Pioneer Valley Chinese Immersion Charter School
Type of CharterCommonwealth LocationHadley
Regional or Non-Regional?Regional Districts in Region
(if applicable)
39 districts in Franklin, Hampshire, and Hampden1
Year Opened2007 Year(s) Renewed2012
Chartered Maximum Enrollment584 Current Enrollment439 [389 at time of decision]
Chartered Grade SpanK-12 Current Grade SpanK-11 [K-10 at time of decision]
Students on Waitlist103 [51 at time of decision] Current Age of School9 years [7 years at time of decision]
2014 Amendment Request:
Increase maximum enrollment by 384 students, from 584 to 968;
Implementation to occur during 2017-2018 school year;
Proven Provider Status Required [Holyoke, Springfield].
Mission Statement
"The Pioneer Valley Chinese Immersion Charter School is a K-12th grade educational program that produces academically strong students highly proficient in Chinese and English. The program goals are: to develop proficiency in Mandarin Chinese; to maintain and extend students' proficiency in English; to develop high levels of academic attainment, meeting or exceeding national and state standards, through rigorous study and instruction aligned with the Massachusetts Curriculum Frameworks; to develop students' understanding of other cultures and the ability to interact successfully with others whose language and/or culture differs from their own. PVCICS serves the Pioneer Valley region and offers a diverse group of students an innovative educational opportunity unavailable in Massachusetts. PVCICS will work to disseminate the school's experiences and serve as a resource for schools trying to develop similar programs."

Overview of Factors Relevant to Decision

In February 2013, I recommended, and the Board approved, a charter amendment for PVCICS to increase the school's maximum enrollment by 284 students and to add grades 9-12 to become a K-12 school. At the same meeting, the Board removed conditions related to governance that had been imposed at the school's renewal in February 2012. I recommended the removal of conditions because the board of trustees had substantially addressed the imposed conditions, including revisions to the process for evaluating the executive director and principal, and board self-evaluation and governance training. I also recommended the increase of the school's maximum enrollment and the addition of a high school in 2013 due to the school's academic success, organizational viability, and compliance with applicable state, federal, and local laws. The school's academic performance was strong, qualifying it for proven provider status as required by serving Holyoke and Springfield within its charter region, both districts performing in the lowest 10 percent of districts based on state assessment data. I recommended granting an increase of 284 seats rather than the 384 seats requested by the school to support implementation of the growth plan described in its amendment request (see Figure 1 below) and the full implementation of the proposed high school grades.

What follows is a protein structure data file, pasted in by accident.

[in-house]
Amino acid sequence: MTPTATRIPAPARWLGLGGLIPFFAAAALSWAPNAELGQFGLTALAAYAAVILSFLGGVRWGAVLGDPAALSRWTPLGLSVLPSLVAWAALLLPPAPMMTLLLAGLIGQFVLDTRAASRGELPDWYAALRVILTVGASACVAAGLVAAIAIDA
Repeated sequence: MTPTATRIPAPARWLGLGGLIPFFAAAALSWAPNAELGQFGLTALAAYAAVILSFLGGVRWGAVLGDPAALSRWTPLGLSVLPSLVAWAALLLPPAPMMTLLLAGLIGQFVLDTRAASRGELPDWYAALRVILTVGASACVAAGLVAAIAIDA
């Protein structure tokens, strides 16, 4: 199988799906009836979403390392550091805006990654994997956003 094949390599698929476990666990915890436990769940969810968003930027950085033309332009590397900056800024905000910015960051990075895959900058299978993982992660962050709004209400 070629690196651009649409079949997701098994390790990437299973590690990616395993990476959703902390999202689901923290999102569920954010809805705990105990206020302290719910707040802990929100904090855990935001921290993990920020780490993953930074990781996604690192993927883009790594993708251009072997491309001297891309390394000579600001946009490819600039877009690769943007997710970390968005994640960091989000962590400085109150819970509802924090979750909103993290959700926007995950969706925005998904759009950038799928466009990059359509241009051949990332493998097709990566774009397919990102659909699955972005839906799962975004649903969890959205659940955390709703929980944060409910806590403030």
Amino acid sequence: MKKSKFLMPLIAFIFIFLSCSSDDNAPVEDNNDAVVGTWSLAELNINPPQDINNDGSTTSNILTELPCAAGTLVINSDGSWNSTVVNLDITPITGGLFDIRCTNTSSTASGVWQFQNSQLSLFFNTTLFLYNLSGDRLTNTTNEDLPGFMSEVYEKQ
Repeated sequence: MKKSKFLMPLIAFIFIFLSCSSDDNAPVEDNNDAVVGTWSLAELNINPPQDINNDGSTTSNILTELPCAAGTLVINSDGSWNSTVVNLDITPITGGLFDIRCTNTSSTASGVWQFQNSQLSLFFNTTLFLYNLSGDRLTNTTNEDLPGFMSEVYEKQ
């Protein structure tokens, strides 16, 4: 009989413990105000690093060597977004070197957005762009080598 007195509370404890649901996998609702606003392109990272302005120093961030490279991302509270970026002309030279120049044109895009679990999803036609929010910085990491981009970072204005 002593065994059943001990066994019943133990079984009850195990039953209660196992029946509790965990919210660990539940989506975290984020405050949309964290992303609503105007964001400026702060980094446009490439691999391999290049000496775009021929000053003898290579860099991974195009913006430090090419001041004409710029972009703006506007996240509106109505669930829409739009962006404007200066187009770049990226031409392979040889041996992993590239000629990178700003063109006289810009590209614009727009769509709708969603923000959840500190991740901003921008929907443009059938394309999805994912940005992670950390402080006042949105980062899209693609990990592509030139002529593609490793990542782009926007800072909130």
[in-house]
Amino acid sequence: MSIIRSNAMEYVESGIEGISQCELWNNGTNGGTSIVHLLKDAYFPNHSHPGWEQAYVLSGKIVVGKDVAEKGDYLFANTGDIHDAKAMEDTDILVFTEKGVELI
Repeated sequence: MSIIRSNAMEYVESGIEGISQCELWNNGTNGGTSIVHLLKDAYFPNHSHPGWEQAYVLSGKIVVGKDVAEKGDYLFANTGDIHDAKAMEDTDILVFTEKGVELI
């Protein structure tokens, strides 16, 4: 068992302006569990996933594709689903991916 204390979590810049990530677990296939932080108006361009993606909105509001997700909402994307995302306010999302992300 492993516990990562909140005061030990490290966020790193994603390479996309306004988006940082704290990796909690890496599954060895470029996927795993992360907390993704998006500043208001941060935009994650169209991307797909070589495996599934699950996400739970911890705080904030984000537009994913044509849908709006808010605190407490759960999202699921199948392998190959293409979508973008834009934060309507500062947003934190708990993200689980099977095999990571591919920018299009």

In my memorandum to the Board recommending the increase and in the Department's communications with board and school leadership, I indicated that I would consider any future requests to increase maximum enrollment at the school's next renewal in 2017, once the grade span expansion had been successfully completed and the demand for the size proposed could be supported by evidence.

Table 1:

PVCICS Projected K-12 Enrollment with 684-Student Cap
9th 42020406060
10th  420204060
11th   4202060
12th    42060
Provided in 2014 PVCICS amendment request.

On June 19, 2014, PVCICS submitted a request to amend the school's charter to add 384 additional seats for a total maximum enrollment of 968 students. The school reported that submission of the request was prompted by the realization that the proposed enrollment in grades 6-12 was not sufficient to establish the high school program envisioned, which includes an International Baccalaureate (IB) program. The request presented a modified vision for the school, including growing the middle school and high school by 284 students and establishing significant entry points for new students at 6th (50 percent of the total seats in 6th grade) and 9th grades (20 percent of the total seats in 9th grade). During an interview with Department staff, members of the board of trustees and school leadership noted the desire to increase enrollment in order to implement a K-12 school that provided a full range of offerings to address the needs and interests of students and parents. The school reported that approval of the request would support student recruitment, and the school's ability to secure resources and meet future facility needs for a separate high school facility.